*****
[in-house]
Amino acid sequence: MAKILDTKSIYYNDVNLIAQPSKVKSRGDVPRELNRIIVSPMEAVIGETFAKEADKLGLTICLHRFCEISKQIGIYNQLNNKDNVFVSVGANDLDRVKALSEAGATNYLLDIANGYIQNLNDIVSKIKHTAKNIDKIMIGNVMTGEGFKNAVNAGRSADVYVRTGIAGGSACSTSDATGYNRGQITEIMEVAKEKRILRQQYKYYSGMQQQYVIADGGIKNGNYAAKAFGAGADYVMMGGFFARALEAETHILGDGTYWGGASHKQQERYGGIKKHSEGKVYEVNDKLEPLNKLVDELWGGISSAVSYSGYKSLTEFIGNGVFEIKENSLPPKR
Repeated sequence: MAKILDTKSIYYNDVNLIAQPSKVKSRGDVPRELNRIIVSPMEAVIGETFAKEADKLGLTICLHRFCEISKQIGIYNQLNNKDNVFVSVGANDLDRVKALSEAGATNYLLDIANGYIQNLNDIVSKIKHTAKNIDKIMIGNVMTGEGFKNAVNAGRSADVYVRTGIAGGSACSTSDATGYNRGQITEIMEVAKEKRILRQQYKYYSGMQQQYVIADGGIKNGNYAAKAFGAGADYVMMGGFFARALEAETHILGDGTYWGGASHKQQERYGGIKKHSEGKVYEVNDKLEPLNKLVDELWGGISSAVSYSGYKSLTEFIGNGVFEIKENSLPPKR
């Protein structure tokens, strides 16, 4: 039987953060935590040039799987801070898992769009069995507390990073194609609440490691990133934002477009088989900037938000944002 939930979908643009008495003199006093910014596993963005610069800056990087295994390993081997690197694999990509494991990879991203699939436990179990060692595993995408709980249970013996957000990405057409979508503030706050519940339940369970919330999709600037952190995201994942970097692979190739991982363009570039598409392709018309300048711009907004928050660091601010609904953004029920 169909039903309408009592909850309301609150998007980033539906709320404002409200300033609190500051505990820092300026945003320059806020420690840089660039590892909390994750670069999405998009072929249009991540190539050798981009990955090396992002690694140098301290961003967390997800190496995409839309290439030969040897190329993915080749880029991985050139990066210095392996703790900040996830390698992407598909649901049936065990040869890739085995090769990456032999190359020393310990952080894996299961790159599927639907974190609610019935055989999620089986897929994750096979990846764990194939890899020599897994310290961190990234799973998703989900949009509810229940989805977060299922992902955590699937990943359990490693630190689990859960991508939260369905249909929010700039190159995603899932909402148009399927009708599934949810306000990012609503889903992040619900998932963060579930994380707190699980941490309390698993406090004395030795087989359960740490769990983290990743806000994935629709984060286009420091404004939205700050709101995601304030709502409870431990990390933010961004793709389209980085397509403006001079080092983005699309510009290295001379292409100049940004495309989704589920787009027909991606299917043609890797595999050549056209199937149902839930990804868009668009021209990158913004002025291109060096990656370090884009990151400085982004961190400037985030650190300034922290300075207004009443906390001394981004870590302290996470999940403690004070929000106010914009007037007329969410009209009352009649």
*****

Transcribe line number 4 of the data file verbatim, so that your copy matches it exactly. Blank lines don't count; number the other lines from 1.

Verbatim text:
């Protein structure tokens, strides 16, 4: 039987953060935590040039799987801070898992769009069995507390990073194609609440490691990133934002477009088989900037938000944002 939930979908643009008495003199006093910014596993963005610069800056990087295994390993081997690197694999990509494991990879991203699939436990179990060692595993995408709980249970013996957000990405057409979508503030706050519940339940369970919330999709600037952190995201994942970097692979190739991982363009570039598409392709018309300048711009907004928050660091601010609904953004029920 169909039903309408009592909850309301609150998007980033539906709320404002409200300033609190500051505990820092300026945003320059806020420690840089660039590892909390994750670069999405998009072929249009991540190539050798981009990955090396992002690694140098301290961003967390997800190496995409839309290439030969040897190329993915080749880029991985050139990066210095392996703790900040996830390698992407598909649901049936065990040869890739085995090769990456032999190359020393310990952080894996299961790159599927639907974190609610019935055989999620089986897929994750096979990846764990194939890899020599897994310290961190990234799973998703989900949009509810229940989805977060299922992902955590699937990943359990490693630190689990859960991508939260369905249909929010700039190159995603899932909402148009399927009708599934949810306000990012609503889903992040619900998932963060579930994380707190699980941490309390698993406090004395030795087989359960740490769990983290990743806000994935629709984060286009420091404004939205700050709101995601304030709502409870431990990390933010961004793709389209980085397509403006001079080092983005699309510009290295001379292409100049940004495309989704589920787009027909991606299917043609890797595999050549056209199937149902839930990804868009668009021209990158913004002025291109060096990656370090884009990151400085982004961190400037985030650190300034922290300075207004009443906390001394981004870590302290996470999940403690004070929000106010914009007037007329969410009209009352009649």